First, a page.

Ecumenical conversation highlights ways new worshiping communities build financial support
by the Rev. Nikki Collins, 1001 New Worshiping Communities coordinator| Special to Presbyterian News Service
LOUISVILLE — One of the most frequently asked questions about the nearly 700 new worshiping communities launched in the Presbyterian Church (U.S.A.) since 2012 is, “How long does it take a new worshiping community to become financially sustainable?” This question is surrounded by similar ones about funding communities of new disciples, building solid financial skills and practices, budgets, salaries, giving and grants.
Earlier this month, 1001 New Worshiping Communities joined with the Disciples of Christ, The Episcopal Church and the Presbyterian Church in Canada to share stories of success and learnings from a broad representation of new expressions of church across North America.
The stories shared ranged from Kentucky Potluck Church, founded in 2013 by the Disciples of Christ and operating on a budget of $19 a month, to an Episcopalian intentional community and co-housing endeavor called Creche Community (for Charles River Episcopal Co-Housing Endeavor) that raised $125,000 from a small group of young adults to purchase a house in the Boston area for their community. These two new worshiping communities have radically different financial needs, and so building financial sustainability requires very different models.
The operative question for Potluck Church is “How can we simplify?” says founder Rachel Nance Woehler, and so this community is led cooperatively — trusting in the priesthood of all believers — with no paid staff and therefore no large budget line items.
In an almost opposite scenario, when the leaders of Creche set out to purchase an $800,000 house for the community, they were unable to secure a traditional conventional mortgage or identify congregations or mid councils as partners. Still believing God was calling them to invest in this vision, the leaders of the community pulled from their young retirement accounts and other personal sources of income to raise the necessary funds to grow to the next phase of the ministry.
Founder Isaac Everett says what worked for Creche was starting from the inside out. When he encountered potential ministry partners he said, “I’m going on this wild adventure. Do you want to go with me?” Today the ministry is funded equally through rental income, grants, and individual givers and donors.
The Rev. Gad Mpoyo and the Rev. Miriam Mauritzen represented the PC(USA) on this panel. Mpoyo, founder of Shalom International Fellowship in Clarkston, Georgia, shared the success of event-based fundraising for specific causes in his ministry.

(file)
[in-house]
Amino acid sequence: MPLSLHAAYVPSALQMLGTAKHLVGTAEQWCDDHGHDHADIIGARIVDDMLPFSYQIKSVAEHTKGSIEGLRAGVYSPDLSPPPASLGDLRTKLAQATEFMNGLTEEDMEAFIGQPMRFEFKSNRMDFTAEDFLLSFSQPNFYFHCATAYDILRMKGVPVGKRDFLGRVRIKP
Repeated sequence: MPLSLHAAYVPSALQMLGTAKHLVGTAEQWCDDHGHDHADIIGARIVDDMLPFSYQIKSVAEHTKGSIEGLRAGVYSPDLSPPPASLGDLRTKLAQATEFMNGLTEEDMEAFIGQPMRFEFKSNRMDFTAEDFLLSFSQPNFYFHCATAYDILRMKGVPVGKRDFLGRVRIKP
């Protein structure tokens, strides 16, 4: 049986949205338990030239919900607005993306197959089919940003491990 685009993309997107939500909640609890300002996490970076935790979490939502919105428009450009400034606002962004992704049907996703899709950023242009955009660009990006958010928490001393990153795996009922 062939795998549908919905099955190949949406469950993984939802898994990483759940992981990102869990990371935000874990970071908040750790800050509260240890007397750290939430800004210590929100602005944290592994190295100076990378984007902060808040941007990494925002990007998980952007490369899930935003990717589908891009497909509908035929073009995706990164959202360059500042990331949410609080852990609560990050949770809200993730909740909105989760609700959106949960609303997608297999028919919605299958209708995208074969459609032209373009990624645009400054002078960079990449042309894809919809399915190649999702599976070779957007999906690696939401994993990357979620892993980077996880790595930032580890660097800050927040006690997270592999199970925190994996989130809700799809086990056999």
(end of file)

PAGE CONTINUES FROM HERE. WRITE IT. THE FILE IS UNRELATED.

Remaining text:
With an annual budget of $130,000, this six-year-old new worshiping community has grown so much and diversified in its programing, Mpoyo says the question is not about sustaining one ministry but several — and the staff who support them.
For Mauritzen, Community Pastor for Serious Juju, a skate park ministry in Kalispell, Mont., allowing the skaters in the Serious JuJu community the space to tell their stories to potential partners and donors often leads to long term relationships between the donors and the young people. During the pandemic, giving to Serious Juju increased by 50% and by 45 new donors, including many of the young people themselves.
‘Our God is generous. It is our job to keep up.’
Mauritzen says, “Our God is generous. It is our job to keep up.”
She invites congregations to “adopt a new ministry into their family, sharing the inheritance now so members can benefit from the joy of knowing each other and watching their investment flourish.”
The path to sustainability varies for the new worshiping communities of the PC(USA) and for our siblings in other denominations. As one of the presenters noted, “The way might cost a lot, or it might not cost much at all. What matters is knowing where you are going and being willing to do what it takes to reach the goal.” As staff for the Disciples of Christ’s church planting initiative, Terrell McTyer, says, “If it’s God’s will, then it’s God’s bill, but we are called to be good stewards of resources.”
The 1001 New Worshiping Community team works closely with leaders and mid councils to build the funding capacity and financial management skills necessary for sustaining vibrant new ministries. For more information on training opportunities or to support the work of 1001, contact the Rev. Jon Moore (firstname.lastname@example.org ) or view training curriculum here.
You may freely reuse and distribute this article in its entirety for non-commercial purposes in any medium. Please include author attribution, photography credits, and a link to the original article. This work is licensed under a Creative Commons Attribution-NonCommercial-NoDeratives 4.0 International License.
Categories: Ecumenical & Interfaith, Worshiping Communities
Tags: 1001 new worshiping communities, disciples of christ, ecumenical and interfaith relations, presbyterian church in canada, rev. miriam mauritzen, rev. nikki collins, serious juju, shalom international fellowship, the episcopal church, the rev. gad mpoyo
Tags: 1001 new worshiping, 1001 new worshiping communities, church, co-housing endeavor, communities, community, disciples of christ, gad mpoyo, ministry, miriam mauritzen, new worshiping, new worshiping communities, new worshiping community, potluck church, presbyterian church, rev, serious juju, worshiping, worshiping communities, worshiping community
Ministries: 1001 New Worshiping Communities